Purpose: To investigate the influence of flushing thoracic stent-grafts with carbon dioxide and perfluorocarbon on the amount of gas released during stent-graft deployment in thoracic endovascular aortic repair (TEVAR).
Materials and methods: Ten TX2 ProForm thoracic stent-grafts were deployed into a water-filled container with a curved plastic pipe and flushed sequentially with carbon dioxide, 20 mL of liquid perfluorocarbon (PFC), and 60 mL of saline. Released gas was measured using a calibrated setup. The volume of released gas was compared with the results of an earlier published reference group, in which identical stent-grafts were flushed with 60 mL saline alone as recommended in the instructions for use.
Results: The average amount of gas released in the test group was 0.076 mL, significantly lower (p<0.001) than the mean 0.79 mL of gas released in the reference group. Big bubbles appearing at the tip of the sheath when deployment was started were seen in all grafts of the reference group but in only 2 of the test group stent-grafts. Small bubbles were less frequent in the test group.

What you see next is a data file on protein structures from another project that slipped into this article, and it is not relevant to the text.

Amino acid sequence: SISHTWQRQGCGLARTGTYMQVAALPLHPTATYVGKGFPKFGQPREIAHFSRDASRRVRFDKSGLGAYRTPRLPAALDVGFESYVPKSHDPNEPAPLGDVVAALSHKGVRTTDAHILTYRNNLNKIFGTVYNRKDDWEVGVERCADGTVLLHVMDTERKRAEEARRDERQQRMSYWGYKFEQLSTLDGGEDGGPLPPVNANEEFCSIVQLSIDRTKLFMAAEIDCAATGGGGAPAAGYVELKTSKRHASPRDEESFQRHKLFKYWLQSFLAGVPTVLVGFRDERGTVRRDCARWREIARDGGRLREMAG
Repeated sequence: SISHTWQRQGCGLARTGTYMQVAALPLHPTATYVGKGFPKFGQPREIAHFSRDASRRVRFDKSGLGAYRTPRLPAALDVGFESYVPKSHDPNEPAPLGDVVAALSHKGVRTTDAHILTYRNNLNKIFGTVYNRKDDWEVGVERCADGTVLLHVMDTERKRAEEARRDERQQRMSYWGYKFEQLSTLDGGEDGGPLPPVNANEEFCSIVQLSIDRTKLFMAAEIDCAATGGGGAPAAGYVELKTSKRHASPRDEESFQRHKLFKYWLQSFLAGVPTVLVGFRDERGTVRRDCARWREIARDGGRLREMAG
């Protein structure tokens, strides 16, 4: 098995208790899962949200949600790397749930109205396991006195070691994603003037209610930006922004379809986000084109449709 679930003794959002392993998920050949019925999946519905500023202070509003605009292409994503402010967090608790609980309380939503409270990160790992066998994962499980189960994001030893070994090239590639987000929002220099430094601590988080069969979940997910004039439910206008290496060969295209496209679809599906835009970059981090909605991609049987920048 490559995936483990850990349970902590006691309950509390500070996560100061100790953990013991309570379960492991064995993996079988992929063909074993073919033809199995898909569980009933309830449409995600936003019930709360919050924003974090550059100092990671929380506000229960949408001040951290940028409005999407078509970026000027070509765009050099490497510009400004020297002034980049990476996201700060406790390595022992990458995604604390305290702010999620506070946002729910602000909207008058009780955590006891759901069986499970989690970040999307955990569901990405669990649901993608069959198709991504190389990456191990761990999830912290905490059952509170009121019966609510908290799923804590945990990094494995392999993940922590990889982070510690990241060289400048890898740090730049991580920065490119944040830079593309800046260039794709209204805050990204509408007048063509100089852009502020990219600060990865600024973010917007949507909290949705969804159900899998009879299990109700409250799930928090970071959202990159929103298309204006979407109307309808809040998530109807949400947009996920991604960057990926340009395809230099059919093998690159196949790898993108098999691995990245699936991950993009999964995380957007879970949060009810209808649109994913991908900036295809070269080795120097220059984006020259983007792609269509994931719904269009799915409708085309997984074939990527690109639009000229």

Conclusion: The amount of gas released from thoracic stent-grafts during deployment can be influenced by different flushing techniques. The use of PFC in addition to the carbon dioxide flushing technique reduces the volume of gas released during deployment of tubular thoracic stent-grafts to a few microliters. This significant effect is presumably based on the high solubility of carbon dioxide in perfluorocarbon and could be a potential future approach to lower the risk of cerebral injury and stroke from air embolism during TEVAR.
Keywords: air embolism; aorta; aortic aneurysm; carbon dioxide; endograft; flushing technique; perfluorocarbon; stent-graft; stroke; thoracic aorta; thoracic endovascular aortic repair.